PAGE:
Remains of an agricultural terrace were exposed. The terrace had survived to a height of two courses and was oriented in a general northeast–southwest direction (W12; average width 1 m; Fig. 2–4). The upper course was constructed of large fieldstones (0.5 × 0.7 m) and the bottom course consisted of small fieldstones (0.1 × 0.2 m). Pottery sherds, mostly dating to the early Byzantine period (third–fourth centuries CE), were found in the soil fill in the terrace and in the terrace, when it was dismantled.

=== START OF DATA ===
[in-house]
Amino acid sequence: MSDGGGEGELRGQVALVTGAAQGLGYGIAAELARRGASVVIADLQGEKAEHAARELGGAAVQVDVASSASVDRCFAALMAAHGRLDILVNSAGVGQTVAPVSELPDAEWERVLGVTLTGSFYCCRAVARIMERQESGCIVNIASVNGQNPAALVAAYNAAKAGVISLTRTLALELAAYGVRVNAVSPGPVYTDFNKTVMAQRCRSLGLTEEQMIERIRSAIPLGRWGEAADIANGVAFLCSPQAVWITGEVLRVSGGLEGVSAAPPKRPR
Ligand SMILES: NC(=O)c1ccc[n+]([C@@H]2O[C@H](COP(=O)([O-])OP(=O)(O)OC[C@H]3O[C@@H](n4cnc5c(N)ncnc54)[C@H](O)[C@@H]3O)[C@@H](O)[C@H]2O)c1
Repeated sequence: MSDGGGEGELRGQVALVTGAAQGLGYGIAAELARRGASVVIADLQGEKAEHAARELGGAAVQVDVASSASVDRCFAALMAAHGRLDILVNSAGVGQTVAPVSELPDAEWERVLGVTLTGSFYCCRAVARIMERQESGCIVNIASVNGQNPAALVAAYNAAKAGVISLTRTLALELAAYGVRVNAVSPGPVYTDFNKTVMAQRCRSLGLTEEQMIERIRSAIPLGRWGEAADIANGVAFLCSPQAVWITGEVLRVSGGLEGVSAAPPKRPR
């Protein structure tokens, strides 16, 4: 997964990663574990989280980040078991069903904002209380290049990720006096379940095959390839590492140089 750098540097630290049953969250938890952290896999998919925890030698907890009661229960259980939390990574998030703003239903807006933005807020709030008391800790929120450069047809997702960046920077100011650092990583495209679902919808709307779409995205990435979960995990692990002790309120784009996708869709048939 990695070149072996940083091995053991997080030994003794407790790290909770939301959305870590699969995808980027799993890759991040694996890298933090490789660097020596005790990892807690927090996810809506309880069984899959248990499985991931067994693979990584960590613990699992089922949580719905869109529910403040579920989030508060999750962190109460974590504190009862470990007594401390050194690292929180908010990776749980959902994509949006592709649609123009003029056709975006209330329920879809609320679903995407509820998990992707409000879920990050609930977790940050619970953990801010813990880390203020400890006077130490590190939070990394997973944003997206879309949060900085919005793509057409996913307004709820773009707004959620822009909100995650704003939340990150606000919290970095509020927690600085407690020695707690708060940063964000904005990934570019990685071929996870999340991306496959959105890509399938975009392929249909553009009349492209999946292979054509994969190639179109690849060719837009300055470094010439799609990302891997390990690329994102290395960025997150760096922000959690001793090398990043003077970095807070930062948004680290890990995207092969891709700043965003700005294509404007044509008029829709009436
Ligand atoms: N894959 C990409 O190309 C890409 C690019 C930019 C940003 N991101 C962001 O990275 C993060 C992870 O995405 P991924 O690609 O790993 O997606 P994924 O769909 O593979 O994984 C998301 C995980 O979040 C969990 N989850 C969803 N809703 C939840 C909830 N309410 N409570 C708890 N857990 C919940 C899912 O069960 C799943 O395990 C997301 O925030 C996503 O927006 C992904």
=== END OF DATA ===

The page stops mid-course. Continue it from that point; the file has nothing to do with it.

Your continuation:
The agricultural terrace joins the other agricultural installations uncovered in the area and attests to the agricultural activity that took place in nearby Horbat Haruba and Horbat Zekharya. Although its connection to the ceramic finds is not unequivocal, the agricultural terrace was probably constructed in the Byzantine period (third–fourth centuries CE), like the other installations excavated in the vicinity.